WordPress versus Squarespace
December 11, 2019
First, the title is slightly misleading. It really should be “WordPress vs Squarespace, Weebly, Wix and/or any other non-open-source web publishing tool.”
Ugh, too wordy. So we’ll just focus on Squarespace itself.
We understand the temptation to use commercial services, as WordPress is known for a number of issues:
- the need for frequent updates (plugins, themes, WP core)
- a sometimes overwhelming back-end experience
- plugin and theme incompatibility
Forgetting to perform updates can lead to the site getting hacked, the back-end can get messy (depending on how many plugins get installed) and once in a while you’ll find a plugin that doesn’t work with your theme, even potentially crashing the site.
On the flip side, Squarespace itself has its limitations:
- functionality (no ability to add customizations other than what they offer)
- inability to edit source code, which hinders front-end design/animation possibilities
- a design system that is too homogeneous
Granted, that last point might actually be a plus for some, if you like their aesthetic and want your site to evoke that style on purpose. However, I haven’t worked on a single Squarespace site where at some point I had to tell the client “sorry, can’t do that” for the reasons above – I couldn’t integrate custom code, found the design system/structure lacking flexibility or couldn’t add some particular function that would have been solved instantly with a particular WordPress plugin.
Companies are built by people, reflecting a particular point in human psychology – our greatest strengths are often our most frustrating weaknesses and hopefully it’s clear from the above that both platforms demonstrate that adage.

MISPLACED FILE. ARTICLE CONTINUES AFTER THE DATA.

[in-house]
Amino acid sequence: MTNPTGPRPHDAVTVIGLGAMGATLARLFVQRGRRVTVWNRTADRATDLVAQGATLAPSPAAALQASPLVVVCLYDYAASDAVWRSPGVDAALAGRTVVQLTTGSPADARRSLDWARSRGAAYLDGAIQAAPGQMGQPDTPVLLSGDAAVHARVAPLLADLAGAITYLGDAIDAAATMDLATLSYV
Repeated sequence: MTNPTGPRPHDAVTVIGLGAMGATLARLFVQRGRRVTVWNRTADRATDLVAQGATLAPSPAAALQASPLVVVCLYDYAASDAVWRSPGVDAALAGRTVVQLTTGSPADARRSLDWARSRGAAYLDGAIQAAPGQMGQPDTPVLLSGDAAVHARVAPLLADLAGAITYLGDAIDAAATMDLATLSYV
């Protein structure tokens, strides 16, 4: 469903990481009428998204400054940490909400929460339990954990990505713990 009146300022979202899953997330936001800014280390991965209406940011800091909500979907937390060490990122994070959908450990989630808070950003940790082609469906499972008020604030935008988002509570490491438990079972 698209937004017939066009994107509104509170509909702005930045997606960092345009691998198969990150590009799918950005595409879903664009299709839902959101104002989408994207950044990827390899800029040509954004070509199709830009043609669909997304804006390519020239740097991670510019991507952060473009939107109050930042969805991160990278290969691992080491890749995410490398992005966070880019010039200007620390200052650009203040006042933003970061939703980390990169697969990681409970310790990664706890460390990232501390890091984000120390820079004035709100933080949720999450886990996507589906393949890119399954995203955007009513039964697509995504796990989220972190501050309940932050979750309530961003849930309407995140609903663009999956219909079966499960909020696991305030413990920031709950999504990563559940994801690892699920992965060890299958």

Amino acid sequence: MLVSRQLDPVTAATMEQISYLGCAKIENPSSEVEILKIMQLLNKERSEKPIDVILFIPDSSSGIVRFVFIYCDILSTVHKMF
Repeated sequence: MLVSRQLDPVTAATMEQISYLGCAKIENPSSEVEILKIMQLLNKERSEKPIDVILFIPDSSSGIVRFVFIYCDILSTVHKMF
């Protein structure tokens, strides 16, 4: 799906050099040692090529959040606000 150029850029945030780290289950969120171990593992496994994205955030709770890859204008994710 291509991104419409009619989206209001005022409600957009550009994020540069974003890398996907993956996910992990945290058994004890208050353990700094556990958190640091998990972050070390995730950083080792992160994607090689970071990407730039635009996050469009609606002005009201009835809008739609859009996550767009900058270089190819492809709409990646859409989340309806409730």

When should I choose Squarespace?
Based on this analysis above we would say that SS should only be chosen when:
- you want the site to feel like a Squarespace site and their particular aesthetic
- you don’t anticipate needing any unique functionality
- if building an e-commerce site, your needs are fairly limited
Why do we still prefer WordPress?
For us personally, we’re used to WordPress and know how to get around its limitations. The ability to customize virtually anything is also a massive feature for us, as we often see possibilities that clients don’t (thanks to 25 years of web development experience) and that is where commercial services usually break down.
Personally, when all is said and done, it all comes down to a single point:
With WordPress you own your site. With every other commercial service, you don’t. It’s just that simple.
With WordPress you can move your site to any hosting company and it’s always under your control. You could even take it offline for a year and then put it back up again when you’re ready to relaunch. But with these other commercial services, your site only exists as long as that company survives and/or you pay your monthly bill.
We understand the temptation.
Ok, we’ll admit it — we have a few clients that migrated over to using one of these other services, because on the whole, they’re easier to use than WordPress. Undoubtedly, Squarespace has a beautiful and (relatively) simple interface. Making it easy to build and launch a site with zero technical expertise.
But the problem, in our humble opinion, is that once you launch a site based on a commercial service like Squarespace, you’re locked in. If the company goes out of business, your site will be gone. If your enterprise grows, requiring a unique and customized technical solution, you’ll be stuck with whatever default tools they offer, or forced to rebuild from scratch elsewhere.
But with WordPress, the sky is very nearly the limit. We’ve been able to hack countless solutions into client sites that would never have been possible on these other services.
This is mostly because WordPress is an open source system built by tens of thousands of contributors around the world. Even if Automattic – the commercial entity that built the original system – goes out of business it won’t matter, as there are literally thousands of companies and developers around the world that would rally to keep it running.
Obviously, with an open system like this, that means things can also get messy. Plugins, themes, updates, databases… there’s a lot to understand. We won’t dispute that you may not be able to manage a site like this on your own. But at the end of the day, ask yourself the following question…
“Do I want to own my website or rent it?”
Photo by Nikita Kachanovsky on Unsplash